Many of our children become enamored by their sports hero. Much more than anybody on television or film, in music or politics and there is a reason for this. More often than not a successful athlete, especially one involved in a team sport, possesses many traits that are rare in our everyday society.

The following is something that describes what’s needed to be a successful athlete and indeed are the traits nearly all successful people possess. Each year I’d give a copy to each of the nineteen players on the team, I don’t know exactly who read it or not, but for those that did not I hope one day they come across it and give it a ponder, because it could also be read as the expectations of yourself to live a successful life. If you simply replace the words teammate with fellow human being and coach to parent, who should be the child’s mentor and hero, and team to community, it lists what is needed to be successful no matter whether it’s on a field, in an arena or an office tower, on the street, at home or simply interacting with a fellow human being.


Commitment – the pledge to one’s teammates that you will be accountable for the responsibilities of your position and how it relates to the team system.

Drive – the desire or need to win, to achieve, and to be successful in athletics. An athlete with drive desires to attain athletic excellence and responds positively to competitive situations. They also aspire to accomplish difficult tasks and set and maintain high goals in athletics.

Determination – the willingness to put forth the physical effort necessary to be successful. A determined athlete is persistent and unrelenting in work habits, practices long and hard, works on their skills until exhausted and does not give up easily on a problem.

Emotional Control – the capability to maintain one’s cool during the stresses involved in athletic competition. An athlete with strong emotional control can face stress in a calm objective manner and rarely allows feelings to affect performance. They are not easily discouraged, depressed, or frustrated by bad breaks, calls, or mistakes.

Conscientiousness – the willingness to do things according to the rules. A conscientious athlete will not attempt to bend the rules to suit personal needs. They display the tendency to be exacting in character, are dominated by a sense of duty and place the good of the team ahead of personal well being, nor do they try to con the coaches or teammates.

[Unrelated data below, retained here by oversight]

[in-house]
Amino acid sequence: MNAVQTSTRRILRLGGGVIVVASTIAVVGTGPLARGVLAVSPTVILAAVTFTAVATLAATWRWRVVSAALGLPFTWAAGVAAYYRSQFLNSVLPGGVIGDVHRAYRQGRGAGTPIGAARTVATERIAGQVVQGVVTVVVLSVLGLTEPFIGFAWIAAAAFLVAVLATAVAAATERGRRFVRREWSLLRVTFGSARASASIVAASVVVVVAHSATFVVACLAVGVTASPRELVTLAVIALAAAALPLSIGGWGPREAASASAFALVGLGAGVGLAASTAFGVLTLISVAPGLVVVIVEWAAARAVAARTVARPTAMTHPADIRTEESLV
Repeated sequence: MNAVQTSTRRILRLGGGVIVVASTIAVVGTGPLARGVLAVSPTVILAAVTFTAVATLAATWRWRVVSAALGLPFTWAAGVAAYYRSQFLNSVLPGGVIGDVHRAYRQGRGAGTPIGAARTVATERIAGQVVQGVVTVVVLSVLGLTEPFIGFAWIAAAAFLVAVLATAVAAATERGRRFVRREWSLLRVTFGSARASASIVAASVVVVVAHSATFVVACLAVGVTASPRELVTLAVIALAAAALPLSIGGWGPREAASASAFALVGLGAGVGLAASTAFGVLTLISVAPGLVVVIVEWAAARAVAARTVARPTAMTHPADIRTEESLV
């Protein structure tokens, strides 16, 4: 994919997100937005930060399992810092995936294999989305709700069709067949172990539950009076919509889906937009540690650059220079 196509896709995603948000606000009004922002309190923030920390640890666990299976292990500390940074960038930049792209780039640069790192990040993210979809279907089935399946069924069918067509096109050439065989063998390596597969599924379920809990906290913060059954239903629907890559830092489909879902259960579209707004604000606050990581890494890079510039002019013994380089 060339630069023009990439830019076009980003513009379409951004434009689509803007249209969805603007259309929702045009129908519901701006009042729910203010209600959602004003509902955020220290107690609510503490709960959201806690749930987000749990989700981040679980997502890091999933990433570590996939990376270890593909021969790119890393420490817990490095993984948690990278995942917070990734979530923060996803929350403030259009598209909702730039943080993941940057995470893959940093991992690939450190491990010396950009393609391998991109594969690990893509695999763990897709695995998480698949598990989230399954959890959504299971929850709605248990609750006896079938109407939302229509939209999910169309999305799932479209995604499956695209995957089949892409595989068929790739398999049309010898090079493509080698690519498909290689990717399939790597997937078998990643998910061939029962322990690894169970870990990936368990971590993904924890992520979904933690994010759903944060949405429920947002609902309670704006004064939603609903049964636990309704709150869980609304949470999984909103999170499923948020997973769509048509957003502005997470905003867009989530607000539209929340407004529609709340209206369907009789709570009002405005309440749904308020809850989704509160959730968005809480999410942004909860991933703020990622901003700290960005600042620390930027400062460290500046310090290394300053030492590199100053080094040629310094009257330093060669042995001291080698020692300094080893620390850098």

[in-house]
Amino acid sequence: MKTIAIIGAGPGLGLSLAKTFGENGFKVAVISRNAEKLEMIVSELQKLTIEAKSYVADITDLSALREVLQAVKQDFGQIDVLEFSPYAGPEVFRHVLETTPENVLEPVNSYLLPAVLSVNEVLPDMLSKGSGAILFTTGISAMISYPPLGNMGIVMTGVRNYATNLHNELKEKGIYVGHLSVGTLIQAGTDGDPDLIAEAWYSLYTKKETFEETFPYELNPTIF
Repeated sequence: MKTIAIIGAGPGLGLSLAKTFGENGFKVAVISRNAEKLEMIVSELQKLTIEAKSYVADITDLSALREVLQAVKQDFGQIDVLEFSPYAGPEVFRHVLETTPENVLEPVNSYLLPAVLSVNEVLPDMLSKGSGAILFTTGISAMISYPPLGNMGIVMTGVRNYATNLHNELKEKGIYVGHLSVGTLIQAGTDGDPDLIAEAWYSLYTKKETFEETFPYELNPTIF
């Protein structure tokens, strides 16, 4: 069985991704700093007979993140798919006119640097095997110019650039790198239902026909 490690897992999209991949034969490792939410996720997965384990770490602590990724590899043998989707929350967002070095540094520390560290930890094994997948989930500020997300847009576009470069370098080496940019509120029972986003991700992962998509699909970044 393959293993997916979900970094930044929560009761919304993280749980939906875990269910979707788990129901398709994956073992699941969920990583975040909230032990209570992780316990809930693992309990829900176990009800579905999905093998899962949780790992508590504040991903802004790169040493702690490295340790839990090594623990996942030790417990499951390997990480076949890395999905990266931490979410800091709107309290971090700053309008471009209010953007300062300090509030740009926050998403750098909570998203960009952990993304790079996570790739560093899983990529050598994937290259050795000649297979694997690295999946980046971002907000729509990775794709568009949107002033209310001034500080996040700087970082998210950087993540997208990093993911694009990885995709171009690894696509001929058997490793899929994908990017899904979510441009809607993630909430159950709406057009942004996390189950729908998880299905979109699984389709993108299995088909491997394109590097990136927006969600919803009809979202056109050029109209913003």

Mental Toughness – the ability to accept strong criticism and setbacks without competing less effectively. A mentally tough player does not become easily upset when losing, or competing poorly. Does not need excessive praise or encouragement from coaches and recovers quickly when things go wrong.

Trust – the acceptance of and belief, in people. A trusting athlete believes what coaches and fellow athletes say, is free of jealous tendencies and tends to get along well with his teammates.

Responsibility – the acceptance of responsibility for the consequences of one’s actions, including mistakes. A responsible athlete accepts blame and criticism, even when not deserved, can endure physical and mental pain and does not dwell on mistakes or impose self punishment.

It’s also very important to have passion for the game, whatever that game happens to be.

These fundamental traits have become rare in society today because our measure of success far too often is based on acquisition of wealth, property and power, instead of the fulfillment of one’s own potential and pursuits. The problem with our altered definition of success is that it breeds the defamation of rational thought.

Many of the young today are simply not stimulated by anything anymore or for very long, no matter how hard the media and technology tries to keep them entertained. They see their future as getting through high school and if able, party through college, then get a job, marry and produce children for many times the wrong reasons, buy things and go into debt. For many youngsters this way of thinking has become so very boring and shallow. But then they have learned life through television and through their parent’s actions. Anyone can berate their child with words for hours on end, but it passes effortlessly in one ear and out the other. While the same child will learn more about life, by watching a few moments of interaction with their parent and someone else, than a thousand words screamed at them would. There is a gap between outside stimulus and our response. The key to growth and happiness is how we use that space.